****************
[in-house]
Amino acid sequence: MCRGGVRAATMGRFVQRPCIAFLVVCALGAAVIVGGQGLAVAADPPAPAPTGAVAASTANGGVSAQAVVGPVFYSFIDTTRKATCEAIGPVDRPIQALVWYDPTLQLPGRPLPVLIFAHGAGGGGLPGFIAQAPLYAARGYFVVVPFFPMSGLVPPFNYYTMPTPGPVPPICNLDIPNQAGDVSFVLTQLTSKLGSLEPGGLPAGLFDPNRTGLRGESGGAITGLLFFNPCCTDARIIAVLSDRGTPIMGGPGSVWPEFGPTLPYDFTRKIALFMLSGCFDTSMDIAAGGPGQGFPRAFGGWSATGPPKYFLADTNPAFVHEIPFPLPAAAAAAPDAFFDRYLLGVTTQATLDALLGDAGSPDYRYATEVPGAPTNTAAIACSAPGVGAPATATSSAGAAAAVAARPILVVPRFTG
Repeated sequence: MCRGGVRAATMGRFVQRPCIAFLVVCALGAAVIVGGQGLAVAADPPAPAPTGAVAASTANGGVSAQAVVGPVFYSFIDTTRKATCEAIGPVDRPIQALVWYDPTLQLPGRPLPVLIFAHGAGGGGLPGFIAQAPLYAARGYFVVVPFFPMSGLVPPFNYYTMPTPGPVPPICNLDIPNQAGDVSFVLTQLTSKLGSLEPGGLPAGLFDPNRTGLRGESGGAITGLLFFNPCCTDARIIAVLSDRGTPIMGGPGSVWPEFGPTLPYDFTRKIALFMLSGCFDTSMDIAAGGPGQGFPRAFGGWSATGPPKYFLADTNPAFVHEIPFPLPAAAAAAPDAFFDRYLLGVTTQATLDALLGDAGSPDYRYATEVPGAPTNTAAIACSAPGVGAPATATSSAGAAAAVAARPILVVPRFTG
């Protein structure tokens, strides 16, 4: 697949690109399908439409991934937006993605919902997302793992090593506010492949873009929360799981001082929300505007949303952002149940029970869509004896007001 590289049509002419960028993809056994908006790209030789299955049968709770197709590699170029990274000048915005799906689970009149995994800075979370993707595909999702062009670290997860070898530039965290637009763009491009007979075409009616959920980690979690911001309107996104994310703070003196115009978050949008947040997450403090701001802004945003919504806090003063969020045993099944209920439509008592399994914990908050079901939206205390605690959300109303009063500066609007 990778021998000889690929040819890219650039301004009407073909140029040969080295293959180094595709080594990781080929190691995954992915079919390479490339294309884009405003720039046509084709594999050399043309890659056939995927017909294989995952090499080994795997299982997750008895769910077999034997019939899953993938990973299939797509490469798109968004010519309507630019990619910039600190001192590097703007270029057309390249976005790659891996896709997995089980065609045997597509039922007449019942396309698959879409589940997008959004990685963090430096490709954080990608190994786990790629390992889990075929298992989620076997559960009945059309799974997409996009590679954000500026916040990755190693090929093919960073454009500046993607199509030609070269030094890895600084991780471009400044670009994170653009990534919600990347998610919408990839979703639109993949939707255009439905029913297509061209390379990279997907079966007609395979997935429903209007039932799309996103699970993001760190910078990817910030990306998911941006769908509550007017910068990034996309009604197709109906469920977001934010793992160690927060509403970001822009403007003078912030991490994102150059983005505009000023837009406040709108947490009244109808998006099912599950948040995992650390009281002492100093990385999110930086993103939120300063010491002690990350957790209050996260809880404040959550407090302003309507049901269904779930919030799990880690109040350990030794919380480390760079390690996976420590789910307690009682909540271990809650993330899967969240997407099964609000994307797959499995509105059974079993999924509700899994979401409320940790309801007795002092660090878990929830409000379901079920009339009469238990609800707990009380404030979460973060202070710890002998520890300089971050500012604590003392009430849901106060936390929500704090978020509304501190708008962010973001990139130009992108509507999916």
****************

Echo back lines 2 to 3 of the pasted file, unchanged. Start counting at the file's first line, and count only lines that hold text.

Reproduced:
Amino acid sequence: MCRGGVRAATMGRFVQRPCIAFLVVCALGAAVIVGGQGLAVAADPPAPAPTGAVAASTANGGVSAQAVVGPVFYSFIDTTRKATCEAIGPVDRPIQALVWYDPTLQLPGRPLPVLIFAHGAGGGGLPGFIAQAPLYAARGYFVVVPFFPMSGLVPPFNYYTMPTPGPVPPICNLDIPNQAGDVSFVLTQLTSKLGSLEPGGLPAGLFDPNRTGLRGESGGAITGLLFFNPCCTDARIIAVLSDRGTPIMGGPGSVWPEFGPTLPYDFTRKIALFMLSGCFDTSMDIAAGGPGQGFPRAFGGWSATGPPKYFLADTNPAFVHEIPFPLPAAAAAAPDAFFDRYLLGVTTQATLDALLGDAGSPDYRYATEVPGAPTNTAAIACSAPGVGAPATATSSAGAAAAVAARPILVVPRFTG
Repeated sequence: MCRGGVRAATMGRFVQRPCIAFLVVCALGAAVIVGGQGLAVAADPPAPAPTGAVAASTANGGVSAQAVVGPVFYSFIDTTRKATCEAIGPVDRPIQALVWYDPTLQLPGRPLPVLIFAHGAGGGGLPGFIAQAPLYAARGYFVVVPFFPMSGLVPPFNYYTMPTPGPVPPICNLDIPNQAGDVSFVLTQLTSKLGSLEPGGLPAGLFDPNRTGLRGESGGAITGLLFFNPCCTDARIIAVLSDRGTPIMGGPGSVWPEFGPTLPYDFTRKIALFMLSGCFDTSMDIAAGGPGQGFPRAFGGWSATGPPKYFLADTNPAFVHEIPFPLPAAAAAAPDAFFDRYLLGVTTQATLDALLGDAGSPDYRYATEVPGAPTNTAAIACSAPGVGAPATATSSAGAAAAVAARPILVVPRFTG